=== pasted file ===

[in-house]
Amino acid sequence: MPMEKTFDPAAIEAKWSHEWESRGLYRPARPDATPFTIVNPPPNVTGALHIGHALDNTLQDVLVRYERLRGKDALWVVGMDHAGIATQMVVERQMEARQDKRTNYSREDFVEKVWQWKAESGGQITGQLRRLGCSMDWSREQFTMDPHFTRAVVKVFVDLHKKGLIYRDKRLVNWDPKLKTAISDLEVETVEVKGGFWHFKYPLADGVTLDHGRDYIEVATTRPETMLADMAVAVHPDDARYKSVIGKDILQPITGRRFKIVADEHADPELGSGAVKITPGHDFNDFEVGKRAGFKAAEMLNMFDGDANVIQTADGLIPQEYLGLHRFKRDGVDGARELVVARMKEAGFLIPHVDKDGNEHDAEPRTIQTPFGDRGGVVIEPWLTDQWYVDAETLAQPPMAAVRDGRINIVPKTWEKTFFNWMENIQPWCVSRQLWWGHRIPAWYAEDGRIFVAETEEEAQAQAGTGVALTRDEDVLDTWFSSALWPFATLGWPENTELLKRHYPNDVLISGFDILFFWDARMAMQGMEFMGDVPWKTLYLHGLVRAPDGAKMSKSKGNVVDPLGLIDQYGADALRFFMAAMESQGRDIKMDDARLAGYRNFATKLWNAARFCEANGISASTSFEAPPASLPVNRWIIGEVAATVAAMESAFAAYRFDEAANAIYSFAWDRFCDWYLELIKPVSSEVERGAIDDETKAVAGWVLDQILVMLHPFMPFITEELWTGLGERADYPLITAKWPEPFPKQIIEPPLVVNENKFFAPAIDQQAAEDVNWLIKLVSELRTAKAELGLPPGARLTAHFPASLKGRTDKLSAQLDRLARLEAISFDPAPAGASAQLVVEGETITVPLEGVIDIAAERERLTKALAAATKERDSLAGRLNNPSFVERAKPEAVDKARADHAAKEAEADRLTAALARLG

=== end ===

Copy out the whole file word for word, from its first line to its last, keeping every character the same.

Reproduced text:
[in-house]
Amino acid sequence: MPMEKTFDPAAIEAKWSHEWESRGLYRPARPDATPFTIVNPPPNVTGALHIGHALDNTLQDVLVRYERLRGKDALWVVGMDHAGIATQMVVERQMEARQDKRTNYSREDFVEKVWQWKAESGGQITGQLRRLGCSMDWSREQFTMDPHFTRAVVKVFVDLHKKGLIYRDKRLVNWDPKLKTAISDLEVETVEVKGGFWHFKYPLADGVTLDHGRDYIEVATTRPETMLADMAVAVHPDDARYKSVIGKDILQPITGRRFKIVADEHADPELGSGAVKITPGHDFNDFEVGKRAGFKAAEMLNMFDGDANVIQTADGLIPQEYLGLHRFKRDGVDGARELVVARMKEAGFLIPHVDKDGNEHDAEPRTIQTPFGDRGGVVIEPWLTDQWYVDAETLAQPPMAAVRDGRINIVPKTWEKTFFNWMENIQPWCVSRQLWWGHRIPAWYAEDGRIFVAETEEEAQAQAGTGVALTRDEDVLDTWFSSALWPFATLGWPENTELLKRHYPNDVLISGFDILFFWDARMAMQGMEFMGDVPWKTLYLHGLVRAPDGAKMSKSKGNVVDPLGLIDQYGADALRFFMAAMESQGRDIKMDDARLAGYRNFATKLWNAARFCEANGISASTSFEAPPASLPVNRWIIGEVAATVAAMESAFAAYRFDEAANAIYSFAWDRFCDWYLELIKPVSSEVERGAIDDETKAVAGWVLDQILVMLHPFMPFITEELWTGLGERADYPLITAKWPEPFPKQIIEPPLVVNENKFFAPAIDQQAAEDVNWLIKLVSELRTAKAELGLPPGARLTAHFPASLKGRTDKLSAQLDRLARLEAISFDPAPAGASAQLVVEGETITVPLEGVIDIAAERERLTKALAAATKERDSLAGRLNNPSFVERAKPEAVDKARADHAAKEAEADRLTAALARLG